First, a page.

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Family: Asphodelaceae

Scientific name: Aloe maculata

Authority: All.

Synonyms: Aloe latifolia Haw., Aloe saponaria (Ait.) Haw.

Zulu names: icena, ichenyane, inhlaba, amahlaba, inkalane

Other names: African aloe, blotched aloe, broad leaf aloe, common soap aloe, desert spots, spotted aloe, zebra aloe, common soap Aloe (English), bontaalwyn (Afrikaans)

Plant description:

A. maculata is a succulent with fleshy green rosette leaves, serrated margins, and reddish tips and distinctive H-shaped spots, orange to red flowers in a terminal raceme inflorescence, and with fruits containing poisonous seeds. The plant is distributed in Southern African and considered a weed in some parts of the world, including Australia.

The sap found in the fleshy leaves of A. maculata makes foam in water, hence the plant is known as soap aloe.


  • The leaf sap is added to water to make an infusion that is administered as a tonic to lower high blood pressure.
  • The leaves and stem are used to treat the effects of narcotic substances.
  • The roots and stem are used to treat the discomfort from consuming too much food and alcohol.
  • The leaves are steeped in water and the liquid is taken as a laxative and purgative.
  • The leaves are used as an antidote for snake bites.
  • The leaf juice is used to treat ringworms.
  • The leaf sap is used to treat inflammation. The leaves are boiled in water and the decoction used as isithobo, a substance for soaking the feet.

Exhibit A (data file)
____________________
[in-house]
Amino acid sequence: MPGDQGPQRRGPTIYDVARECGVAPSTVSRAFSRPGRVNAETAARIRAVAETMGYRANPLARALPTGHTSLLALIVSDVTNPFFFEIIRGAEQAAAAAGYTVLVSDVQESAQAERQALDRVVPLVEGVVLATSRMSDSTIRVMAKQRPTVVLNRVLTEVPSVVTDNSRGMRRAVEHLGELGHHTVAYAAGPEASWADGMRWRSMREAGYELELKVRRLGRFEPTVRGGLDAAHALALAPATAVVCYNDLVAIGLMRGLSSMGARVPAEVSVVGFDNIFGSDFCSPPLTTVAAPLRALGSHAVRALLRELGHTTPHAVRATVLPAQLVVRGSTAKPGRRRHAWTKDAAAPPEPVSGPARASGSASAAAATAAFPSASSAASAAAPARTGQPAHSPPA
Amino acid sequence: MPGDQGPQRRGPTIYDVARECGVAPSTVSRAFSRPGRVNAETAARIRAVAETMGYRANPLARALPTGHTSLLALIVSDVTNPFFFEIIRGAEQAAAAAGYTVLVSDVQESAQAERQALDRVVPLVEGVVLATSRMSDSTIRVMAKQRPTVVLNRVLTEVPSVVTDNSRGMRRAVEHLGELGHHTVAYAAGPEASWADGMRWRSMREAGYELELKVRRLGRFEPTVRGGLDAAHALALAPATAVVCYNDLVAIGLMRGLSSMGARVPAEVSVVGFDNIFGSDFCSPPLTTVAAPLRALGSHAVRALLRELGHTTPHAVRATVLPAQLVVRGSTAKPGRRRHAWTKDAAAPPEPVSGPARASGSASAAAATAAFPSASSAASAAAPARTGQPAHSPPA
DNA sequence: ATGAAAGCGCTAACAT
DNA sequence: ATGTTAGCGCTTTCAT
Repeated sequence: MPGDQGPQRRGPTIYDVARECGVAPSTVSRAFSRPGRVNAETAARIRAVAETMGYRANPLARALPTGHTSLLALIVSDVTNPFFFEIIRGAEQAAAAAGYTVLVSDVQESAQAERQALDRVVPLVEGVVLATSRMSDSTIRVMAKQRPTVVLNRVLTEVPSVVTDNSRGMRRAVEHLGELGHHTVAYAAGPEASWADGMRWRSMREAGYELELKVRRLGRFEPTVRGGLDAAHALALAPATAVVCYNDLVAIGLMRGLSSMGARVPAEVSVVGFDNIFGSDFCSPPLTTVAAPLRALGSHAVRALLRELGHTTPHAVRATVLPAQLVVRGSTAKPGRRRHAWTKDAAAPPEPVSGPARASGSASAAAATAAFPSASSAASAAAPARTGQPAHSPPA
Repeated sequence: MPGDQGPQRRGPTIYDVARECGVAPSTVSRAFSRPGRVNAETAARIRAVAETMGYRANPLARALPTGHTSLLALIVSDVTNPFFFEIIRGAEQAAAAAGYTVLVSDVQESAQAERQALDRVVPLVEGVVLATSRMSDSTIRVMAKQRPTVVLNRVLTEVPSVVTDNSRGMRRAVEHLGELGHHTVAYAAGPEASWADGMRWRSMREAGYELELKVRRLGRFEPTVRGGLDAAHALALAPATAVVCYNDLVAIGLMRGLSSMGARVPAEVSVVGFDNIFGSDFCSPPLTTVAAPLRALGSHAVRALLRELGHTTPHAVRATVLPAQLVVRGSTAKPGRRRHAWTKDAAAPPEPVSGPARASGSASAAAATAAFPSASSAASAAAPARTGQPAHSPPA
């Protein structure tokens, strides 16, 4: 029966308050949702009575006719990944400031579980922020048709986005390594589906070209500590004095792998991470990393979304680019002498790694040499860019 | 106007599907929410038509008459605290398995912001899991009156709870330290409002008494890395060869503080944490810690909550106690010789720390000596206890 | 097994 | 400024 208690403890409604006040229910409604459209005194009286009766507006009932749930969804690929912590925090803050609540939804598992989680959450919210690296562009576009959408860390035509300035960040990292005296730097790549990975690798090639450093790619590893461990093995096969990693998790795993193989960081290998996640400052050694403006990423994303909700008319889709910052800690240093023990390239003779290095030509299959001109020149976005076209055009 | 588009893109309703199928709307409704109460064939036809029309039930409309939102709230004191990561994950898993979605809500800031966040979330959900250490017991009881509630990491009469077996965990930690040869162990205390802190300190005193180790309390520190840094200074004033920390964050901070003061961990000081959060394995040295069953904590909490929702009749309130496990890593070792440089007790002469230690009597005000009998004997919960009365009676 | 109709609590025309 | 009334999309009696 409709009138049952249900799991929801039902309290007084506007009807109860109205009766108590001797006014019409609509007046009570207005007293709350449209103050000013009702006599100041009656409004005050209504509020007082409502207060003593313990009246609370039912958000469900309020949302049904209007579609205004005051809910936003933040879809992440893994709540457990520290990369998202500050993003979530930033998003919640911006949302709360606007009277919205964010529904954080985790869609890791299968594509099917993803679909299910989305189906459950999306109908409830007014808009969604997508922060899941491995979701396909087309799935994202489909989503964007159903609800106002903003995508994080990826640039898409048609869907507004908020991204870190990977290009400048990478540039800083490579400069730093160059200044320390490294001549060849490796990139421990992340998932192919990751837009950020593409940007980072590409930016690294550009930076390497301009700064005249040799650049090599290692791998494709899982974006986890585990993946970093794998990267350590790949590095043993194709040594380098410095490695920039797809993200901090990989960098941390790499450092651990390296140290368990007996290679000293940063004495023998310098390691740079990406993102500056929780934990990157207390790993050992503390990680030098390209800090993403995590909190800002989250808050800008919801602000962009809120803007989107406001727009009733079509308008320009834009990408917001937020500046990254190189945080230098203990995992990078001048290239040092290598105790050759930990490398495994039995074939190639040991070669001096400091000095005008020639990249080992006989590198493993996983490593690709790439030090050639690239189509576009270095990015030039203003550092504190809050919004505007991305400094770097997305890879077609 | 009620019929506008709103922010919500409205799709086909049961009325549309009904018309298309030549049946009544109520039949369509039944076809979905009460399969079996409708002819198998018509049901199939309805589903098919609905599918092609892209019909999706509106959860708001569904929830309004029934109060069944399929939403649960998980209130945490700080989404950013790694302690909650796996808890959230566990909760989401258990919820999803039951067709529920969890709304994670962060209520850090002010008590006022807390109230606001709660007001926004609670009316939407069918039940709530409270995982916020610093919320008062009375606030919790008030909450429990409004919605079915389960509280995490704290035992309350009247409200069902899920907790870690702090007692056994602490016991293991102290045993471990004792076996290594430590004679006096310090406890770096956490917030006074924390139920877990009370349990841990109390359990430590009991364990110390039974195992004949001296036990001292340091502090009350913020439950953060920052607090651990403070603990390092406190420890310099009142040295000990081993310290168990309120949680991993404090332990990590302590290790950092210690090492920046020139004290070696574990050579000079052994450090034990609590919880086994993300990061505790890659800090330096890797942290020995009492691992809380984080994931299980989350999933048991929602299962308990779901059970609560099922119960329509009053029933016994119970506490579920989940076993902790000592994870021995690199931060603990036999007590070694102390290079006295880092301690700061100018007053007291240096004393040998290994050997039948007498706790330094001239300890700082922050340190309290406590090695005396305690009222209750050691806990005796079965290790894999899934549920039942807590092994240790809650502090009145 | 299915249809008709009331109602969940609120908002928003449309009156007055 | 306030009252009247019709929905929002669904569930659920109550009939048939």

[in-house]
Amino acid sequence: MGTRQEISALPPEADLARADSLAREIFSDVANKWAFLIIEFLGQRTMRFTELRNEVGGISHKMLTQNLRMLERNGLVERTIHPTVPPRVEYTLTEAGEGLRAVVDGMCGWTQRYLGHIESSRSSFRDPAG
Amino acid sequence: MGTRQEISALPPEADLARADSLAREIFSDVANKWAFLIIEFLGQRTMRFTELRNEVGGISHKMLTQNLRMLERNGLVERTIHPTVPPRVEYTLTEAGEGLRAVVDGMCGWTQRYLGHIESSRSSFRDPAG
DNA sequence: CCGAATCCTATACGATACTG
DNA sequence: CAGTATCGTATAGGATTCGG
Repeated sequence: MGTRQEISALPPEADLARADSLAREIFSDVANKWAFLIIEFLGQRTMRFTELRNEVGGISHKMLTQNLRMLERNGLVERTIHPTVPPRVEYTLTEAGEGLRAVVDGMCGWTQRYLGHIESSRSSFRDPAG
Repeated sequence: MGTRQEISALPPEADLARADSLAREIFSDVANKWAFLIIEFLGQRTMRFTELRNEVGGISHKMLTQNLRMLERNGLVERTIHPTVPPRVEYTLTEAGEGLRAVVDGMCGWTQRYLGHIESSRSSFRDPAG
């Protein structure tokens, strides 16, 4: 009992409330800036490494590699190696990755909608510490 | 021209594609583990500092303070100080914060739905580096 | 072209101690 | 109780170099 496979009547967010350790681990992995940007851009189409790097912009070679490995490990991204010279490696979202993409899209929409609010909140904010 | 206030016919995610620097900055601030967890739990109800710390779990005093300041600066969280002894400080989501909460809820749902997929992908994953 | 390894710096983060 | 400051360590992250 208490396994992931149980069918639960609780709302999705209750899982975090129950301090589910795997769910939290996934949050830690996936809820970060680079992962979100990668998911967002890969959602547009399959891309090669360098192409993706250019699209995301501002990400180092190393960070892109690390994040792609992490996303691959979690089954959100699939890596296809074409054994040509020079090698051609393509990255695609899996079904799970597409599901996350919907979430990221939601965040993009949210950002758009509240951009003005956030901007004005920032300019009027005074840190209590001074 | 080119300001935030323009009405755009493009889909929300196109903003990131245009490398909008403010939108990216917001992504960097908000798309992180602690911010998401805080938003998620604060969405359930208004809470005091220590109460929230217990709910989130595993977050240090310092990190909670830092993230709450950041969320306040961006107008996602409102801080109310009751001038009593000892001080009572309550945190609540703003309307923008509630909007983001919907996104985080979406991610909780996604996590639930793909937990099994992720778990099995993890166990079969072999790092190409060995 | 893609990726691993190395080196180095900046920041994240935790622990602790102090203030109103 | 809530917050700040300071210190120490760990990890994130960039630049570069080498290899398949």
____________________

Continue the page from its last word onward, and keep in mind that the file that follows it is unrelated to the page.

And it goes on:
• The leaves are used for wound healing and treating boils, sores and inflamed injuries.
  • The leaves and flowers are used to treat respiratory ailments such as colds and fever in children and tuberculosis.
  • The plant is used to make an infusion that is used to promote hair growth.
  • The leaves are boiled in water and the decoction used on hides in preparation for tanning.
  • The leaves are used to treat bone fractures in animals, gall sickness, blood scours in the calf, and of enteritis and indigestion in poultry.
  • The plant is cultivated as a garden ornamental.
  • The plant is used as a charm against lightning.

Safety precaution:

Using traditional medicine responsibly can enhance your overall health and well-being. Misuse and abuse can lead to complications. You can inquire about the correct use of traditional medicine from a knowledgeable herbalist and practitioner. You can also visit or email: to learn more about traditional medicine

References and further reading: 

  • Hargreaves, A.L., Harder, L.D. and Johnson, S.D., 2010. Native pollen thieves reduce the reproductive success of a hermaphroditic plant, Aloe maculata. Ecology, 91(6), pp.1693-1703.
  • Hutchings, A., Scott, A.H., Lewis, G. and Cunningham, A., 1996. Zulu medicinal plants. Natal University Press, Pietermaritzburg.
  • Klopper, R.R., Crouch, N.R., Smith, G.F. and van Wyk, A.E., 2020. A synoptic review of the aloes (Asphodelaceae, Alooideae) of KwaZulu-Natal, an ecologically diverse province in eastern South Africa. PhytoKeys, 142, p.1.
  • Pooley, E., 2005. A field to wild flowers of KwaZulu-Natal and the eastern regions. Flora and Fauna Publication, Durban.
  • Pujol, J., 1990. Natur Africa: The Herbalist handbook. Lean Pujol Natural Healers Foundation, Durban.
  • Walker, J., 1996. Wild flowers of KwaZulu-Natal. W.R. Walker Family Trust, Pinetown. 
  • Watt, J.M. and Breyer-Brandwijk, M.G., 1962. Medicinal and poisonous plants of southern and eastern Africa, second edition. Livingstone, London.

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